Despite the fact that prescribed medications are often not used by patients, current statutes in most clinical settings do not allow patients to return unused medications for reissue to other patients. Hence, if a patient tries a medication, and is dissatisfied with it, does not tolerate it, no longer needs it, or is directed by a health professional to discontinue it for any reason, remainder medication is generally wasted.

Canada has tested a concept of allowing pharmacists to initially fill prescriptions for intended long-term medication with a "trial" amount first—allowing the patient to administer a small quantity of the medication, for instance 7-14 days supply—followed by the "full" balance of the prescription if both the patient and clinician were satisfied with the initial applicability of the prescription.

The overwhelming majority of patients (n = 249) who were offered "trial" prescriptions (86%) were content to receive that instead of a "full" prescription initially. More than half of the minority of patients who did not elect to receive a trial prescription reported sensible obstacles like the fact that they were leaving town, or that geographic limitations precluded ready return for a "full" prescription. Between 14-52% of "trial" prescriptions were ultimately discontinued. Overall, using trial prescriptions saved Canada $5.50 per trial prescription issued. American clinicians might similarly save important financial resources in some settings by the consideration of prescriptions of "trial" duration.


Cognitive Functioning of Long-Term Heavy Cannabis Users Seeking Treatment

Source: Solowij N, et al. JAMA. 2002;287:1123-1131.

Whether long-term heavy cannabis (LHC) use is associated with persistent impairment of cognitive function (COG) is an important public health issue not only because of the ponderous number of chronic marijuana users, but also because of potential employment by the medical profession as a therapeutic tool.

This study looked at a population of LHC users who sought treatment because of cannabis dependence. Participants must have not used cannabis for at least 12 hours. Data obtained through neurophysiologic testing were compared with a control population of age-matched nonuser controls. Most LHC users used cannabis essentially every day, approximately 2 joints daily.

LHC users had poorer word recall, poorer performance on increasingly complex executive function tasks, and a trend toward attentional dysfunction, in addition to deficits in other monitored functions. The LHC most prominently affected learning, retention, and retrieval as measured by the Rey Auditory Verbal Learning Test.

Despite deficits detected with these measurement tools, the results do not indicate a severe COG problem, and may require as long as 10-20 years of consistent LHC to occur. That the study is retrospective, and the population highly selected, may limit the generalizability of the findings. Additionally, whether sustained abstinence from LHC would ameliorate the detected dysfunctions is unknown.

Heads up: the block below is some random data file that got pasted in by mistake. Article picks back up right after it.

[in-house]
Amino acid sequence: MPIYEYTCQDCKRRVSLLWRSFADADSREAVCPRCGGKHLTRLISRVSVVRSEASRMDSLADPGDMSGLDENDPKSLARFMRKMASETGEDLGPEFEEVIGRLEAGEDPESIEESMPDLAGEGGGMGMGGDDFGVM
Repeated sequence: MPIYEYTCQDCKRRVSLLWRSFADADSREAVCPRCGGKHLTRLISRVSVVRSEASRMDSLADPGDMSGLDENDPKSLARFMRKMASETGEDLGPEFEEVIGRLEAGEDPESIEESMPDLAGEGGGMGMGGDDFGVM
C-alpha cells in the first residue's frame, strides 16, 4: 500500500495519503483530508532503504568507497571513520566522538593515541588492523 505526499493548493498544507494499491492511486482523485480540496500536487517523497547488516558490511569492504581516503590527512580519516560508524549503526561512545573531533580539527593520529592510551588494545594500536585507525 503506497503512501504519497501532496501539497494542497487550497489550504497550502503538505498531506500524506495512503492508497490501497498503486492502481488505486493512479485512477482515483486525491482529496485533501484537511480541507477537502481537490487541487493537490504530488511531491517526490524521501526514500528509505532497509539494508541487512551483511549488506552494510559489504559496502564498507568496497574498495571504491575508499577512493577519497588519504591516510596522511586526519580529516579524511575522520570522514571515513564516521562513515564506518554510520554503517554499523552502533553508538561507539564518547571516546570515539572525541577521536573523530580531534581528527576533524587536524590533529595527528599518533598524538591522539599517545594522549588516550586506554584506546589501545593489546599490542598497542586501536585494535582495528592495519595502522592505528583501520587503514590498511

A Randomized, Placebo-Controlled, Double-Blind, Flexible-Dose Study of Fluoxetine in the Treatment of Women with Fibromyalgia

Source: Arnold LM, et al. Am J Med. 2002;112:191-197.

Best management of fibromyalgia (FMG) remains a difficult challenge for most clinicians. Although meta-analyses suggest that tricyclic antidepressants are moderately effective, trials using selective serotonin reuptake inhibitors (SSRIs) have provided conflicting results. Since some positive results have been found with various SSRIs, a prospective placebo controlled trial of fluoxetine was felt to be of merit.

Study subjects (n = 60) were adult women with FMG, who received placebo or fluoxetine (FXT) once daily, titrated in 10-20 mg increments every 2 weeks to a maximum dose of 80 mg/d. Outcomes were assessed using the Fibromyalgia Impact Questionnaire and the McGill Pain Questionnaire.

Both the Impact and Pain Questionnaires showed statistically significant improvements in patients receiving fluoxetine. More than twice as many FXT recipients than placebo recipients experienced at least a 25% improvement in Fibromyalgia Impact Questionnaire score.

FXT was generally well tolerated. Perhaps the more favorable effects seen in this trial may be attributed to the higher doses of FXT used—earlier controlled trials used only 20 mg/d. Based on these results, clinicians may wish to consider flexibly dosed FXT for symptomatic management of female patients with FMG.

Clinical Briefs in Primary Care is written by Dr. Kuritzky, Clinical Assistant Professor, University of Florida, Gainesville, and Associate Editor of Internal Medicine Alert.